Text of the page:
Women, Stop Oppressing Yourselves!

Being a mother isn’t a real job — and the men who run the world know it.

I really like The Atlantic. I feel like it publishes thoughtful, interesting articles on areas that interest me. Which is why when I read Elizabeth Wurtzel’s piece “1% Wives Are Helping Kill Feminism and Make the War on Women Possible,” I cringed. Because she’s not just talking about one-percent wives. She’s talking about any woman who chooses to stay home. Or doesn’t she think I can read?

Wurtzel’s point is that feminism is a movement meant to get women into the work force, and that anything else is not only against that aim, it’s also stupid.

In the first paragraph, she says, “Who can possibly take feminism seriously when it allows everything, as long as women choose it? The whole point to begin with was that women were losing their minds pushing mops and strollers all day without a room or a salary of their own.”

Okay, so at least we know right off the bat that she’s missing “the whole point,” since “the whole point” of the feminist movement is to give women the freedom to make their own decisions about their own lives. Some women decided that they were losing their minds pushing mops and strollers all day, and went to work. Hurray! That’s awesome! That doesn’t mean that those who chose otherwise are wrong or against feminism.

If Wurtzel’s stringent definition of “choice” were to be applied to abortion, this is what it would look like: Who can possibly take pro-choice seriously when it allows for everything, as long as women choose it. The whole point to begin with was that women were losing their minds pushing out babies with out a room or a salary of their own.”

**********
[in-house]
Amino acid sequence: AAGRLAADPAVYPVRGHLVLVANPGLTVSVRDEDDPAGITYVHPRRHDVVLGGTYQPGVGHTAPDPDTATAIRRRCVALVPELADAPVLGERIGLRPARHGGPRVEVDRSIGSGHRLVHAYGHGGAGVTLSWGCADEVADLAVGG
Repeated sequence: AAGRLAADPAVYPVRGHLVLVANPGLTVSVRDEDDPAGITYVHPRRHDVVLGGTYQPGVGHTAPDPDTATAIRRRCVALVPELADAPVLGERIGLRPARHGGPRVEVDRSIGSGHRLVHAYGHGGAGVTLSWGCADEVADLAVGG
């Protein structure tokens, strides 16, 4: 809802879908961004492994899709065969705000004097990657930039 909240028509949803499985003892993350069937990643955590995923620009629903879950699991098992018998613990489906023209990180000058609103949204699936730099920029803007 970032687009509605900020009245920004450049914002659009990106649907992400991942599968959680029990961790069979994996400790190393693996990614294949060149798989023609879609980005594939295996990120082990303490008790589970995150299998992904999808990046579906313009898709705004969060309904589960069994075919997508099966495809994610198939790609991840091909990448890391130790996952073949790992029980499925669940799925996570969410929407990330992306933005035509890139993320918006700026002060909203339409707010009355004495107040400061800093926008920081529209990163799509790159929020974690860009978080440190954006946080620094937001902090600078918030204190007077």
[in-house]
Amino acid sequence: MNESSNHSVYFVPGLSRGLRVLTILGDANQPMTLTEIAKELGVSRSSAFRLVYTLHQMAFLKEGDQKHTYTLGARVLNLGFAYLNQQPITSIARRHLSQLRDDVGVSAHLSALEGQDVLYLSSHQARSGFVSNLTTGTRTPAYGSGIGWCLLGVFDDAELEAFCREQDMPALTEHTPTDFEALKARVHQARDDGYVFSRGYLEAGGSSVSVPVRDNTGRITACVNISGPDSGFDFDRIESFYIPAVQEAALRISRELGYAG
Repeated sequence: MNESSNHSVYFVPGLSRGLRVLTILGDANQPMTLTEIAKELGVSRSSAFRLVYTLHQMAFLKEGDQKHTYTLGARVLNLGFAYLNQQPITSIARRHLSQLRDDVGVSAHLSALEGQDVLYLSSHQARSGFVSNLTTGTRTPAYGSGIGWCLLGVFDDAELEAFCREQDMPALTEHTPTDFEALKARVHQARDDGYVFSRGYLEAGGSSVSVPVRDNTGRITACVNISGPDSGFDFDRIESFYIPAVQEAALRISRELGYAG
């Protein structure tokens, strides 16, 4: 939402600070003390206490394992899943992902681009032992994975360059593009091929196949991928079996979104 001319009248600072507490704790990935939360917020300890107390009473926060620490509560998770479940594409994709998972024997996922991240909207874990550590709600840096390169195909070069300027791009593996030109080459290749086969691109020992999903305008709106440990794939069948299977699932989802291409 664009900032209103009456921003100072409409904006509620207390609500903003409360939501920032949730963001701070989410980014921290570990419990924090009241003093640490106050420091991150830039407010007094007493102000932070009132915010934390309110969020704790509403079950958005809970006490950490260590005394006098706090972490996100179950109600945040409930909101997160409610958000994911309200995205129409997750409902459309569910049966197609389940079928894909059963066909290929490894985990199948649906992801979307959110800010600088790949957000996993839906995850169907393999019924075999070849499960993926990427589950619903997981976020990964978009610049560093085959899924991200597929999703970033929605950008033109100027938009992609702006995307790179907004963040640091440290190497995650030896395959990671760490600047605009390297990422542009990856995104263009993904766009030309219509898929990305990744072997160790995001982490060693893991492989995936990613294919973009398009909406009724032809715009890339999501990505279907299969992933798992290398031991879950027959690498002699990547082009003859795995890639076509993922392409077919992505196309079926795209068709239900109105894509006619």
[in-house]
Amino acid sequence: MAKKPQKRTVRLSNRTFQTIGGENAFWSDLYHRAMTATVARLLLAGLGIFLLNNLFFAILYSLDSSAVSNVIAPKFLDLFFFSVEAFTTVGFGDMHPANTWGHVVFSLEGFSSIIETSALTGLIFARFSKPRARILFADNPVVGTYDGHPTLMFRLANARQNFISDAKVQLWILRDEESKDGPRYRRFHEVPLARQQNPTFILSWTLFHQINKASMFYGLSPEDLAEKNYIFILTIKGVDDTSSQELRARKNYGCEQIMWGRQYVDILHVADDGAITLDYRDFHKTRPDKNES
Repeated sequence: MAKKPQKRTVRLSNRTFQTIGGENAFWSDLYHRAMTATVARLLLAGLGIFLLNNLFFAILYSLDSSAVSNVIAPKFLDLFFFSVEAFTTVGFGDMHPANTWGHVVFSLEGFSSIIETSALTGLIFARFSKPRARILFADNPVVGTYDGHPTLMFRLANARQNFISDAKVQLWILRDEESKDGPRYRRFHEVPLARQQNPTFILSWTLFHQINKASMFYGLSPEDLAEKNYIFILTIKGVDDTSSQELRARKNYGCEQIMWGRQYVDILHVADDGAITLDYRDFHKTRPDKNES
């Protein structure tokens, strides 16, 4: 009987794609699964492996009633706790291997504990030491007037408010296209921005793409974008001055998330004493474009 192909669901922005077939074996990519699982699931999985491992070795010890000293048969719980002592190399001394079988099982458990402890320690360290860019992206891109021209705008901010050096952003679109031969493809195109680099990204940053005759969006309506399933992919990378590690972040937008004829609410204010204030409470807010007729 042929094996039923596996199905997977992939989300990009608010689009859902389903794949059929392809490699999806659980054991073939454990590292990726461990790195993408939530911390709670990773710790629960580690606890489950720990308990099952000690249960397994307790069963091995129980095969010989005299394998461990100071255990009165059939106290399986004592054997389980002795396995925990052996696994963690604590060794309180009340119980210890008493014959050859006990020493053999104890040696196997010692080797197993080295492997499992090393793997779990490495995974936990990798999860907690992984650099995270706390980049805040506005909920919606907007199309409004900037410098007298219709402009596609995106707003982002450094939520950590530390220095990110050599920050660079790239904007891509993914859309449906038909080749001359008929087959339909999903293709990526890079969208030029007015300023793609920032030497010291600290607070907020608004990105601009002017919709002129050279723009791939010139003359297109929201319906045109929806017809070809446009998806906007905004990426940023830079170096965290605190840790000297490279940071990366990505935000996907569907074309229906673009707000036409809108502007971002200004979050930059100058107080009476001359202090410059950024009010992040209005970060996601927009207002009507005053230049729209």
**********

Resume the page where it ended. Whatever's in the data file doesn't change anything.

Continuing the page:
Just like pro-choice doesn’t mean every woman who supports it must have abortions, feminism doesn’t mean every woman who supports it has to work. It’s her choice.

“Let’s please be serious grown-ups,” she says, “real feminists don’t depend on men. Real feminists earn a living, have money and means of their own.

Funny, last time I checked, serious grown ups were able to respect the choices of others without condescension.

Oh, and speaking of condescension, here’s a tip: In an article that’s purportedly pro-feminism don’t ever say this. “Men know better.” That’s game over, right there. Opinion invalidated, point missed.

 Wurtzel goes on to say, “If you can’t pay your own rent, you are not an adult. You are a dependent.”

Again, I must disagree. If this were even remotely true, it would mean that 10 years ago when I was getting black out drunk and partying every night, I was a real adult. And now that I’m responsible for two other human beings, and I’m not ruining my body and making bad decisions, I’m back to being a child.

Being an adult boils down to responsibility, not money.

On top of this, even getting married is considered weakness in Wurtzel’s world.

“When it’s come up, I have chosen not to get married. Over and over again, I have opted for my integrity and independence over what was easy or obvious. And I am happy. I don’t want everyone to live like me, but I do expect educated and able-bodied women to be holding their own in the world of work”

I’ll just be over here, staying at home, and wondering how marriage is easy and obvious. I’ll also tackle how being single is tied in any way to my integrity or independence. This might take me a week or two. After all, I’m just a feeble-minded wife. And privileged. And apparently living in an awesome city.

“To be a stay-at-home mom is a privilege, and most of the housewives I have ever met — none of whom do anything around the house — live in New York City and Los Angeles, far from Peoria. Only in these major metropolises are there the kinds of jobs in finance and entertainment that allow for a family to live luxe on a single income.”

I would like to introduce Ms. Wurtzel to…me. Hi, I’m Darlena Cunha. I live in Gainesville, Florida. I am a stay at home mom because the money I would earn for work in my field would not cover the cost of child care for twins. It’s nice to meet you.

And here’s where my thoughtful disagreements end. At the risk of weakening this piece, I have one more response. To this statement: